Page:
CHICAGO -- Chicago Cubs first baseman Anthony Rizzo announced on Twitter Friday that he has been cancer free for eight years.
"Eight years ago TODAY I was told I was in remission. I remember crying and hugging my family thinking how lucky we were," he wrote.
Back in 2008, Rizzo was playing Single A ball in Greenville, S.C., when he was diagnosed with Hodgkin's Lymphoma. He was only 18 years old. He went through six months of chemotherapy and it was especially difficult as his grandmother was battling breast cancer at the same time, his foundation website said.
The mission of the Anthony Rizzo Family Foundation is to raise money for cancer research and to provide support to children and their families battling the disease.
In addition to celebrating his cancer-free anniversary, Rizzo and Cubs Charities are going "gold" for Childhood Cancer Awareness Day at Wrigley Field.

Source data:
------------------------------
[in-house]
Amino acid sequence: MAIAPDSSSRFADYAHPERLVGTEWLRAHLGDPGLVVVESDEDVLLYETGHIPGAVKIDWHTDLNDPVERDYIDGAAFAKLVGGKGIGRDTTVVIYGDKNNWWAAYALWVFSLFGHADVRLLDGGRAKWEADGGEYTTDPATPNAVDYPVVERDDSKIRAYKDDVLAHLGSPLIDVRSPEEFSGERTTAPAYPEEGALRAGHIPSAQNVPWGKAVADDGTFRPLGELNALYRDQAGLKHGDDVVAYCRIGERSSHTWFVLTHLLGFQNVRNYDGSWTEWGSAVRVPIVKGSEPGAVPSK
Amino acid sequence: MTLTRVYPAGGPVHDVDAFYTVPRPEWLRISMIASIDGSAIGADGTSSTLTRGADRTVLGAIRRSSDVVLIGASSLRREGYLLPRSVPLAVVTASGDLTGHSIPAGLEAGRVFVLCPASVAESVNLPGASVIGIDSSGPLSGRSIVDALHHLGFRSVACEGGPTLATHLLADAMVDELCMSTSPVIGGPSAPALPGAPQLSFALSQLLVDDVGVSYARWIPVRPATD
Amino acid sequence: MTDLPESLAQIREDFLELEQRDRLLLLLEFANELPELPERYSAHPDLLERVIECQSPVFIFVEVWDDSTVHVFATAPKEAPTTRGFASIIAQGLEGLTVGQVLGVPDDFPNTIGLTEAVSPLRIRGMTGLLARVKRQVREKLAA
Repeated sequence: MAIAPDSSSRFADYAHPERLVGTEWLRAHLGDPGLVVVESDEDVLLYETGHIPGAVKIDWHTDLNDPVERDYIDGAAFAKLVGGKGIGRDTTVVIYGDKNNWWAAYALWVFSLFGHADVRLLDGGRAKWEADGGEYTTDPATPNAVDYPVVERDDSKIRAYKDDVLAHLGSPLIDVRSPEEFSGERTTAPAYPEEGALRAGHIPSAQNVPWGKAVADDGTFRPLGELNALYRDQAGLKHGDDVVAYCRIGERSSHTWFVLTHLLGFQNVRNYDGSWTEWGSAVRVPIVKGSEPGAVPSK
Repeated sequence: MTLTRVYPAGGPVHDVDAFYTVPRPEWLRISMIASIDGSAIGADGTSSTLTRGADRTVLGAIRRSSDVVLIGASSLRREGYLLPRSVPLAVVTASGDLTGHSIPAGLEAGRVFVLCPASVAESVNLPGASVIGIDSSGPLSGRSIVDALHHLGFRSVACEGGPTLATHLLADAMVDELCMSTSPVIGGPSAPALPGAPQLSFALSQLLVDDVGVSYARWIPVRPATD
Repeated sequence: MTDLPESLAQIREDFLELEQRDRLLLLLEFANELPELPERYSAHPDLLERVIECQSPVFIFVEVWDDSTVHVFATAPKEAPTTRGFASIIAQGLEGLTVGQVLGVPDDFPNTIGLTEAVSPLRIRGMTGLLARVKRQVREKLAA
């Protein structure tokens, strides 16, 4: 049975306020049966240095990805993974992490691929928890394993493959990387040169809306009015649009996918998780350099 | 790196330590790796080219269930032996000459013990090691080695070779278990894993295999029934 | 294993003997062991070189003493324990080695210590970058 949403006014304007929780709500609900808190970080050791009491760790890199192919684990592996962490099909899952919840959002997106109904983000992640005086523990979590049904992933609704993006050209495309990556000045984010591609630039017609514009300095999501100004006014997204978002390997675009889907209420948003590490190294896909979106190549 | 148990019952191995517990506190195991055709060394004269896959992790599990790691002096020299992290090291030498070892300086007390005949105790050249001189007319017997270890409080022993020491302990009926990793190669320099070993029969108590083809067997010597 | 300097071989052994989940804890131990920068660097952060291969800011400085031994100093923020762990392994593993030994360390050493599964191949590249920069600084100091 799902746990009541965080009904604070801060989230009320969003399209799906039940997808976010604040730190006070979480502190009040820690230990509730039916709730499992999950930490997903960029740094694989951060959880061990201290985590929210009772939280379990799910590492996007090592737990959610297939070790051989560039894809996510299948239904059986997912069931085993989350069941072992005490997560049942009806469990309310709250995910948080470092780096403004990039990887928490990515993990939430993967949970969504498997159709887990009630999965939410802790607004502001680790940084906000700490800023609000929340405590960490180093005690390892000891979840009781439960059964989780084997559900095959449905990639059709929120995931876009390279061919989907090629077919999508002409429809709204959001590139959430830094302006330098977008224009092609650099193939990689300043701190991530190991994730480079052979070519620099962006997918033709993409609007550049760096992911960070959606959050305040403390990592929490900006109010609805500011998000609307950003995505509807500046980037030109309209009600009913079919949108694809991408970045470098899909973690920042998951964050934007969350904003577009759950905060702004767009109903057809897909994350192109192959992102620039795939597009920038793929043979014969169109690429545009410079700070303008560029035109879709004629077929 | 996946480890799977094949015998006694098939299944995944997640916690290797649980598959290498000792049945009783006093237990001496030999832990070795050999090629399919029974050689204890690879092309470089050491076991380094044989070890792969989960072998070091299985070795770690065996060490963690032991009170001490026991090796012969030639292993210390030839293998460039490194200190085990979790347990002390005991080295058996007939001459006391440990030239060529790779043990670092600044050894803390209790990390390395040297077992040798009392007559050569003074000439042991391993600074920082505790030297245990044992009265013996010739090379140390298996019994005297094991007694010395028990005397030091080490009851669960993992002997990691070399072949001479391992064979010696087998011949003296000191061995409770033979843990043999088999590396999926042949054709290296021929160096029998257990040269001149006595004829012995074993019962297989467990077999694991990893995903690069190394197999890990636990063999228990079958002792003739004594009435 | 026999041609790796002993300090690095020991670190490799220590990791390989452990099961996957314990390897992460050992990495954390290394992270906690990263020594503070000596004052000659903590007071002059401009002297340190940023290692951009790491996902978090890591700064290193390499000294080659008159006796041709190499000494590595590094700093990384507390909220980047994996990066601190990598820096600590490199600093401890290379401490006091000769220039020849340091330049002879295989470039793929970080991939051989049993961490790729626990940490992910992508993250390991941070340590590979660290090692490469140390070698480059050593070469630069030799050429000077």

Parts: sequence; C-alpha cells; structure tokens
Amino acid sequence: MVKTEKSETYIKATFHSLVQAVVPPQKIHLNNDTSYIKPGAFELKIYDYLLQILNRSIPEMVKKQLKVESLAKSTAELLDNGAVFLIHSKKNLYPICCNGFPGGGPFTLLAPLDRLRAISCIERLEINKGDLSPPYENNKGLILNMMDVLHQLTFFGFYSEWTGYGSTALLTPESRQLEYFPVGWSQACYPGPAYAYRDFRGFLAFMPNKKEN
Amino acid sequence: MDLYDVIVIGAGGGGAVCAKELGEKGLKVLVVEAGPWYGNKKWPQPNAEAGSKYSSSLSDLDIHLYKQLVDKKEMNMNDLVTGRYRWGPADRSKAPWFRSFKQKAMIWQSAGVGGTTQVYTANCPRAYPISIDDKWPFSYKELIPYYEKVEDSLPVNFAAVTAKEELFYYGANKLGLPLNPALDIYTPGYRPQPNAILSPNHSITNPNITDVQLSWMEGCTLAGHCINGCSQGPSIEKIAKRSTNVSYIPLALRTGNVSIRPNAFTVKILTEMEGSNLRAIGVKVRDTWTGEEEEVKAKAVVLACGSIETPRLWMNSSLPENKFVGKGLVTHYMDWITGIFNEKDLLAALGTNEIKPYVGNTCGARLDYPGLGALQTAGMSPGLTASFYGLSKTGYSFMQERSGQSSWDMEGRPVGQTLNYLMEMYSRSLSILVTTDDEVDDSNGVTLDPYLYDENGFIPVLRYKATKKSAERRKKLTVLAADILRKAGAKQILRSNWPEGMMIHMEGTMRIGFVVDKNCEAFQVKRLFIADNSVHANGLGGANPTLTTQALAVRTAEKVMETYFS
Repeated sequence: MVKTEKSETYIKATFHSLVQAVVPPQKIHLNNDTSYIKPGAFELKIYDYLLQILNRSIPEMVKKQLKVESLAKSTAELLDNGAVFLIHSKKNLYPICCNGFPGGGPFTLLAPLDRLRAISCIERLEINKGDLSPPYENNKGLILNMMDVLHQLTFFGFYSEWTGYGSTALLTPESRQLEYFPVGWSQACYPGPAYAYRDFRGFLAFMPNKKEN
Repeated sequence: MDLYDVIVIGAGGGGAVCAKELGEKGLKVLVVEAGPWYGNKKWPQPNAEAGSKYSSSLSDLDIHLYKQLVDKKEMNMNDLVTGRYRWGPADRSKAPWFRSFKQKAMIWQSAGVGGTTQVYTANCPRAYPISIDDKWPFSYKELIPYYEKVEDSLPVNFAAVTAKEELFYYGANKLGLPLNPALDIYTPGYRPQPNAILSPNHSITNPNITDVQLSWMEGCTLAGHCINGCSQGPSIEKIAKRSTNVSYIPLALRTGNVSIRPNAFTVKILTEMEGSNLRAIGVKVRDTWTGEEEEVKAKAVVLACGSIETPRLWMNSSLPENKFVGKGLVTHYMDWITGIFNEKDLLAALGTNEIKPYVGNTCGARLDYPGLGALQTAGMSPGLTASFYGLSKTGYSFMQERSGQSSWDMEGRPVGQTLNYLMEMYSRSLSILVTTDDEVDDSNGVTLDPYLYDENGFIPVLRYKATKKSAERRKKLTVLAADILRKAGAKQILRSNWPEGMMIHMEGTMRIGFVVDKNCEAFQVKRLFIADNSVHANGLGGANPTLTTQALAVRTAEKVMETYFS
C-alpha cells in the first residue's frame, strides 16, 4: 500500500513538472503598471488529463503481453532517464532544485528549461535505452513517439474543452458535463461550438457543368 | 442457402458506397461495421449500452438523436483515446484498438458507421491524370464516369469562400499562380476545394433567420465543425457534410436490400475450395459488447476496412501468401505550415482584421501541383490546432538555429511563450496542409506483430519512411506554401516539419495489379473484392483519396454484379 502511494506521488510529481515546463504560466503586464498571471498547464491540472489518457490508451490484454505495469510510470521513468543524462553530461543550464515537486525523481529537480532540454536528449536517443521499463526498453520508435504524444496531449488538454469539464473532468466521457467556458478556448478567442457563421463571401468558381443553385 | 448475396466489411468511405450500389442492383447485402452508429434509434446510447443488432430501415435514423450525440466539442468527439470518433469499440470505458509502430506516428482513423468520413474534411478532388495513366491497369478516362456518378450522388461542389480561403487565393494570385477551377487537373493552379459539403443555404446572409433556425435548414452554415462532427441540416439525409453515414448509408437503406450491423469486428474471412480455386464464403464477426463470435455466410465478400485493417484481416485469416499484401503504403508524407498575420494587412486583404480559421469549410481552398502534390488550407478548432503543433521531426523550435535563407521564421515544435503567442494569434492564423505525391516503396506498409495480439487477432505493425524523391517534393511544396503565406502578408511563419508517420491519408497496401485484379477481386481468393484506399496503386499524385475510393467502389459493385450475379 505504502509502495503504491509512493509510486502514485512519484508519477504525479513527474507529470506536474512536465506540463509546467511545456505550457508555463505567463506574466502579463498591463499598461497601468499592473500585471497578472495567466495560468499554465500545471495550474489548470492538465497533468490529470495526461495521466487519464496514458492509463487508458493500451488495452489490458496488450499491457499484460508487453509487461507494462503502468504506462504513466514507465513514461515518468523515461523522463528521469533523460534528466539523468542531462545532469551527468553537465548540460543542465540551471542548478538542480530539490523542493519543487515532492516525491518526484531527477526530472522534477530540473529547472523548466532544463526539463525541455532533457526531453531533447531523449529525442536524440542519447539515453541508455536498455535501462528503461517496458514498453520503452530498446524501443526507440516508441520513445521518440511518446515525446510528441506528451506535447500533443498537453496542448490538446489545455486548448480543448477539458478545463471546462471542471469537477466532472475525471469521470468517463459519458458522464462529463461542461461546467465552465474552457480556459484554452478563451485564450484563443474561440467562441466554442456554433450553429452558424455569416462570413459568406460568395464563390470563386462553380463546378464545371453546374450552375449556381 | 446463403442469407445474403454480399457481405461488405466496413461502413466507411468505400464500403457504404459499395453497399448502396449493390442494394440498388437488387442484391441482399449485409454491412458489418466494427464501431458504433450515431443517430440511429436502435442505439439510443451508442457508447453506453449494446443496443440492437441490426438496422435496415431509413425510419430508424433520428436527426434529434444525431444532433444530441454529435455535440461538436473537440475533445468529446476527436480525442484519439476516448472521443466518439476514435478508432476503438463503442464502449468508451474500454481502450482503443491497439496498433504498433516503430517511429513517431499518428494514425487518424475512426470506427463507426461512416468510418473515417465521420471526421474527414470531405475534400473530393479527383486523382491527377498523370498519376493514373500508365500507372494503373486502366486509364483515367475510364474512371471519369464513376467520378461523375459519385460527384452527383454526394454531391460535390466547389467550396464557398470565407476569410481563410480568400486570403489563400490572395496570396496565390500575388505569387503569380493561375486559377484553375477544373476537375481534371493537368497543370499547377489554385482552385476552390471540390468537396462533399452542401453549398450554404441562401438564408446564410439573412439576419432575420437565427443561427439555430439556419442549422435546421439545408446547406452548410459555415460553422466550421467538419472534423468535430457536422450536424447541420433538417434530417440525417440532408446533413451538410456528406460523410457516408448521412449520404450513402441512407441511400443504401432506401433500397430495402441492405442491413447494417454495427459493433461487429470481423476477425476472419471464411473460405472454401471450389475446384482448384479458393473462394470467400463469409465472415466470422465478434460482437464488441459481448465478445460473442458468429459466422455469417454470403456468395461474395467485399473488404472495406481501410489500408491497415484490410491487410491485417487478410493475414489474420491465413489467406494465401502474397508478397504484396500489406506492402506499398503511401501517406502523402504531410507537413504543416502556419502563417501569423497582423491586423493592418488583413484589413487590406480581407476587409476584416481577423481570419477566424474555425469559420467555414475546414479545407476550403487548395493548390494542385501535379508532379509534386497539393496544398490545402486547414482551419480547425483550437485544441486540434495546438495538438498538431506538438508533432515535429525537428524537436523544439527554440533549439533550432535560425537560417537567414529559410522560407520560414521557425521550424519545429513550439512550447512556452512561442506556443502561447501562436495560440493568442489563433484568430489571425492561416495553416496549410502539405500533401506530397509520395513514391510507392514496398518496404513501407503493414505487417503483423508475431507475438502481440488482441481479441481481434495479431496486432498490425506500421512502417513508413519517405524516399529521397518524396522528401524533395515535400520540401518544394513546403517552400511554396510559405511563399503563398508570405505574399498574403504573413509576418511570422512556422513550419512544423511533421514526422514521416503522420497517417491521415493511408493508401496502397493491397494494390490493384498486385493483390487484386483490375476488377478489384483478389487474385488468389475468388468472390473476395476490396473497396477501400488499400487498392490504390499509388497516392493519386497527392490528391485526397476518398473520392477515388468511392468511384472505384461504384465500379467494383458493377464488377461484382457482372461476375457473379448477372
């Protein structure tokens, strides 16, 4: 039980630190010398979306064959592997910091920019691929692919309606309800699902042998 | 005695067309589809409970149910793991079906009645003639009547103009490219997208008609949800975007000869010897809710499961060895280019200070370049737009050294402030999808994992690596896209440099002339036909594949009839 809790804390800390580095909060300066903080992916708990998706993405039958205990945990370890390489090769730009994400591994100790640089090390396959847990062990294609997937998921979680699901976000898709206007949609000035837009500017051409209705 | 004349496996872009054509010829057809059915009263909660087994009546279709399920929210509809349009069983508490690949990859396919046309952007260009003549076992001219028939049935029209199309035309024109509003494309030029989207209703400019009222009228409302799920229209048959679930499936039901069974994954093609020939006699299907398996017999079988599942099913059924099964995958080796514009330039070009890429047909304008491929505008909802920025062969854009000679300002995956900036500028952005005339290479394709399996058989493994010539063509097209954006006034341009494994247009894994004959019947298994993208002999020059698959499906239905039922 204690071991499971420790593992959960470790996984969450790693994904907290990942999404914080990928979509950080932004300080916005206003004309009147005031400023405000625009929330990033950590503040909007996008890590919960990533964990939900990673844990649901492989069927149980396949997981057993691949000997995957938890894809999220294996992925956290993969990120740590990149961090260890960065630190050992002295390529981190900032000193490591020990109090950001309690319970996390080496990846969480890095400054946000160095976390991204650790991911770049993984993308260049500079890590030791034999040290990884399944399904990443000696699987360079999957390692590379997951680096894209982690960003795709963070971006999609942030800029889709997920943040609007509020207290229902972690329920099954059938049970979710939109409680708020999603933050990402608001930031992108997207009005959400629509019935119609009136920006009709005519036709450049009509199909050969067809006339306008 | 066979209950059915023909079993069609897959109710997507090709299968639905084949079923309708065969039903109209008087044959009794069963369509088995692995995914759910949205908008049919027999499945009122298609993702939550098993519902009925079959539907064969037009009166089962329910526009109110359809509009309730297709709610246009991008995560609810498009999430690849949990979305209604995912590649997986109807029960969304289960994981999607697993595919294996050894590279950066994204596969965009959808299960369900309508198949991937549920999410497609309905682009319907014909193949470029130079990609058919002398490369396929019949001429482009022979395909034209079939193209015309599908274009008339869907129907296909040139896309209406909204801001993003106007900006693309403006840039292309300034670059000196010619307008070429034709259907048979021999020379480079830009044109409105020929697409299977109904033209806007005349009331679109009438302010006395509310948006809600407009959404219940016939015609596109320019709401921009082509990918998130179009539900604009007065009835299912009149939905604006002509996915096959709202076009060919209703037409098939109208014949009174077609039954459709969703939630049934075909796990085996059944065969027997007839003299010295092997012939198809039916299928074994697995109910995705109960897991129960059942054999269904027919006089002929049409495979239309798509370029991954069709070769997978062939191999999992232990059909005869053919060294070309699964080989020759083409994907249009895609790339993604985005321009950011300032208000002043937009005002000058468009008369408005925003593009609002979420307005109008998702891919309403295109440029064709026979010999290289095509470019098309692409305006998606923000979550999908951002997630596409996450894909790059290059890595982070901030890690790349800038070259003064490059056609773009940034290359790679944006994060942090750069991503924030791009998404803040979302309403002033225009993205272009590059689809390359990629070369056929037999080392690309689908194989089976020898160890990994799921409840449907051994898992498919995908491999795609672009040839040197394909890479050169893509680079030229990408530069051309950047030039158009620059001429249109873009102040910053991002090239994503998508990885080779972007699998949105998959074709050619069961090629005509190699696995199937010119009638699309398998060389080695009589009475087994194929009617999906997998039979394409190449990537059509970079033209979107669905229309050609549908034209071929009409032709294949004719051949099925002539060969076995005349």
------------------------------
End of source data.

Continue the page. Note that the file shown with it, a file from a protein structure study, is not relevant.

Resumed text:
"Cubs players and coaches will wear gold ribbon decals and wristbands, as well as participate in a special pregame activity alongside pediatric cancer patients and their families," the Cubs website said. "Cubs Charities will donate a portion of the game's 50/50 raffle proceeds to the Anthony Rizzo Family Foundation, Joe Maddon's Respect 90 Foundation and Jon Lester's NVRQT campaign, which support pediatric cancer research and programs."
"Today we are going gold to recognize those families who are battling cancer who will never receive the news my family did," Rizzo said on Twitter. "Only 4% of Cancer funding goes to pediatric cancer research. We must change this and make sure every kid has a fighting chance. #LetsGoGold"